So, my final app is a game built with jQuery mobile and the Pokeapi. All the user have to do is figure out which Pokemon is heavier.
It was initially supposed to be your weight vs the Pokemon, but since it seemed more intuitive to pit a Pokemon against another one, I went with that. I followed the idea of choosing a starter Pokemon, so there are three of the basic options, but they also evolve after hitting a certain score. The problem with the functionality is that the Pokeapi has security that blocks access to fetching the code, so it needs to be refreshed whenever that happens for everything to work. Secondly, the starter Pokemon are really light. They only change a lot by the third and final evolution, so it’s a really easy game otherwise. And since the API only allows 300 calls every day, I set it so that the person wins after 20 correct answers, to cut down on the calls.
My biggest trouble was getting data within the call to the API to save to the global variable. I tried return, and I followed the structure for all my other vars, but it just didn’t save. The problem was that these were weights, which was important for doing the calculations to set one Pokemon as the correct answer and the other as the wrong one, but someone pointed that since I was calling to the API twice (there are two Pokemon, two different sets of data), I could put the second call in the first, and I can use the variable from the first call in the second to do my comparisons. Also, since the images are generated based on a link including the name, I got rid of some Pokemon like Mr. Mime or Farfetch’d to prevent image errors.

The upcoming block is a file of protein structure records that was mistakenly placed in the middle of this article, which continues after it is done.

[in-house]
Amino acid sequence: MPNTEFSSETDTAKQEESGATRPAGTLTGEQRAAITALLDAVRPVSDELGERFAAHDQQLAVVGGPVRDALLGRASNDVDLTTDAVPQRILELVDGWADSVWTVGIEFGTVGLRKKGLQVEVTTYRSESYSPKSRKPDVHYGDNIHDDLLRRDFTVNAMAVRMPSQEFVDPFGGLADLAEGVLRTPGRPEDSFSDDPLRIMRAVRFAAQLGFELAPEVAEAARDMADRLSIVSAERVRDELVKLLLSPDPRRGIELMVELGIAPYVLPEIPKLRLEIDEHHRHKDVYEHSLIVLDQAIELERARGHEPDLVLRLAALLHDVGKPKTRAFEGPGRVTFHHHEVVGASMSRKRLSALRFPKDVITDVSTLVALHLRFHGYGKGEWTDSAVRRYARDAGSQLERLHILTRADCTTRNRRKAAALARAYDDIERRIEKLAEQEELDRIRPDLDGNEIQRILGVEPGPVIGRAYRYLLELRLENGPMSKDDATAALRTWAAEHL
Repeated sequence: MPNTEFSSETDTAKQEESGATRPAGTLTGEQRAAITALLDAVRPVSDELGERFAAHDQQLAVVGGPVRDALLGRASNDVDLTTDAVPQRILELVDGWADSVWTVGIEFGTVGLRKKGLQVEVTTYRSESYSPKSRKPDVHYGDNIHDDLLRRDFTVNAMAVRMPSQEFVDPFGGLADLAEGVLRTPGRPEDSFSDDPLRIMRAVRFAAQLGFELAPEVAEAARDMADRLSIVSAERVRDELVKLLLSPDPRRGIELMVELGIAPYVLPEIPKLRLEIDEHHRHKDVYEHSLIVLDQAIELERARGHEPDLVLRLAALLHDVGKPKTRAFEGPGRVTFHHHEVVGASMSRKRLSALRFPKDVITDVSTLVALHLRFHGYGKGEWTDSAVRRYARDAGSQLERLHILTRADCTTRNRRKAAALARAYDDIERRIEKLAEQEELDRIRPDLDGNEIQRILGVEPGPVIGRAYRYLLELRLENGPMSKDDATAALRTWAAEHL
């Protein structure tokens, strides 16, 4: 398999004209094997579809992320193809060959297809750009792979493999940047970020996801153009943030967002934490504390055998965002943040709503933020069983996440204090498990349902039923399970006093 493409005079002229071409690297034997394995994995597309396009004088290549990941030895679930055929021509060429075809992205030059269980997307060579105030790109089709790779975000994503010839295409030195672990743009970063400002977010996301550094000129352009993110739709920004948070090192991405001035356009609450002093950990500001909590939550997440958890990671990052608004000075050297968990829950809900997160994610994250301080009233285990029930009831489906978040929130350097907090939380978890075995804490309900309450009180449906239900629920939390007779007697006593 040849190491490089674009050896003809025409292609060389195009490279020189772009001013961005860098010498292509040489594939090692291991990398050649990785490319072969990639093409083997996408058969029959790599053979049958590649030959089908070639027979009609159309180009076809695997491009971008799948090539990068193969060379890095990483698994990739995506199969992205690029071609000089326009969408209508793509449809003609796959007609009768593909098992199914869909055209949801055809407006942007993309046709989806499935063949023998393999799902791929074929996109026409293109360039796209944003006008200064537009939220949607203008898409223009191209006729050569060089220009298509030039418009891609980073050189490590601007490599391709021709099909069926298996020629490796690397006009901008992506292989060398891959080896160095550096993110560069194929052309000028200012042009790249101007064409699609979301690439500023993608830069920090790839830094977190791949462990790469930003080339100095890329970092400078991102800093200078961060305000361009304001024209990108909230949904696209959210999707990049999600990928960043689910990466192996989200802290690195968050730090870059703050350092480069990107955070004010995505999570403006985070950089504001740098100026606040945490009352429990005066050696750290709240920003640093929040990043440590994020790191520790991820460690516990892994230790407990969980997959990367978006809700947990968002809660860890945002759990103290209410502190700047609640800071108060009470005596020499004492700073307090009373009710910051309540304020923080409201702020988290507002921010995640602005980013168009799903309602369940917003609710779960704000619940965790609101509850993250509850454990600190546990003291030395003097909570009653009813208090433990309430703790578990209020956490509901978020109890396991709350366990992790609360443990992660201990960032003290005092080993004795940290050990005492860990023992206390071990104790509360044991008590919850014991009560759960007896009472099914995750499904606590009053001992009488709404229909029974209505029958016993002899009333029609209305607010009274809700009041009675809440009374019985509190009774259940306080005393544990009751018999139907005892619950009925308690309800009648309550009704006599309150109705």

A lot of the tricky part was figuring out how to get the correct behavior procedures and how to replace the content of certain p elements. The game page itself was really tricky, because I need both the id and class for the two Pokemon on the page–the id for one function to find the img element to swap the source of, and the classes are assigned after the calculations work to set one Pokemon as the correct answer and the other as the wrong one, which was important for getting the game to work.
As for styling, I initially tried using ThemeRoller, but it was hard to override and get rid of its different styles, and I ended up breaking the functionality when some of my overrides worked. In the end, I found this CSS that was stripped of everything, which was perfect. I went into it with the firm idea to copy the setup screen of an iOS Device, especially since all the links in jQuery mobile could look like just like Apple’s “links” to go through the setup process, and I didn’t like the jQuery mobile default style to begin with, so it was a great find.